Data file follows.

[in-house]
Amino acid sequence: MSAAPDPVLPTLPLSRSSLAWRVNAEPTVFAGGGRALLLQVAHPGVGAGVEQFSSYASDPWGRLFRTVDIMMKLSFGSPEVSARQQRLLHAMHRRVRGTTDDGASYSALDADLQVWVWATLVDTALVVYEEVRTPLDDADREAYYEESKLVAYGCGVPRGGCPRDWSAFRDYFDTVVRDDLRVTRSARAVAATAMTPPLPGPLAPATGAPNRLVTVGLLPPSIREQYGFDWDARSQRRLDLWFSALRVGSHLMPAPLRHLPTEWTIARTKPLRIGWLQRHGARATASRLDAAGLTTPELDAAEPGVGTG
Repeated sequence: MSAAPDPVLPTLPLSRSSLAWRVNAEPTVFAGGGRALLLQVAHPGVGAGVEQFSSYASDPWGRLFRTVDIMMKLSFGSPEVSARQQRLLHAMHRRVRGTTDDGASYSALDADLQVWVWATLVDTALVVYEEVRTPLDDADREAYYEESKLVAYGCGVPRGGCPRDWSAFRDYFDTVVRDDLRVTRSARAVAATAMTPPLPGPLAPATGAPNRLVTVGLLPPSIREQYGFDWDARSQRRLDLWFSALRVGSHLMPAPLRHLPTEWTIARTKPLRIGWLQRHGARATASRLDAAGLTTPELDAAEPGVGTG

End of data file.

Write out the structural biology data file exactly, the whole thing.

[in-house]
Amino acid sequence: MSAAPDPVLPTLPLSRSSLAWRVNAEPTVFAGGGRALLLQVAHPGVGAGVEQFSSYASDPWGRLFRTVDIMMKLSFGSPEVSARQQRLLHAMHRRVRGTTDDGASYSALDADLQVWVWATLVDTALVVYEEVRTPLDDADREAYYEESKLVAYGCGVPRGGCPRDWSAFRDYFDTVVRDDLRVTRSARAVAATAMTPPLPGPLAPATGAPNRLVTVGLLPPSIREQYGFDWDARSQRRLDLWFSALRVGSHLMPAPLRHLPTEWTIARTKPLRIGWLQRHGARATASRLDAAGLTTPELDAAEPGVGTG
Repeated sequence: MSAAPDPVLPTLPLSRSSLAWRVNAEPTVFAGGGRALLLQVAHPGVGAGVEQFSSYASDPWGRLFRTVDIMMKLSFGSPEVSARQQRLLHAMHRRVRGTTDDGASYSALDADLQVWVWATLVDTALVVYEEVRTPLDDADREAYYEESKLVAYGCGVPRGGCPRDWSAFRDYFDTVVRDDLRVTRSARAVAATAMTPPLPGPLAPATGAPNRLVTVGLLPPSIREQYGFDWDARSQRRLDLWFSALRVGSHLMPAPLRHLPTEWTIARTKPLRIGWLQRHGARATASRLDAAGLTTPELDAAEPGVGTG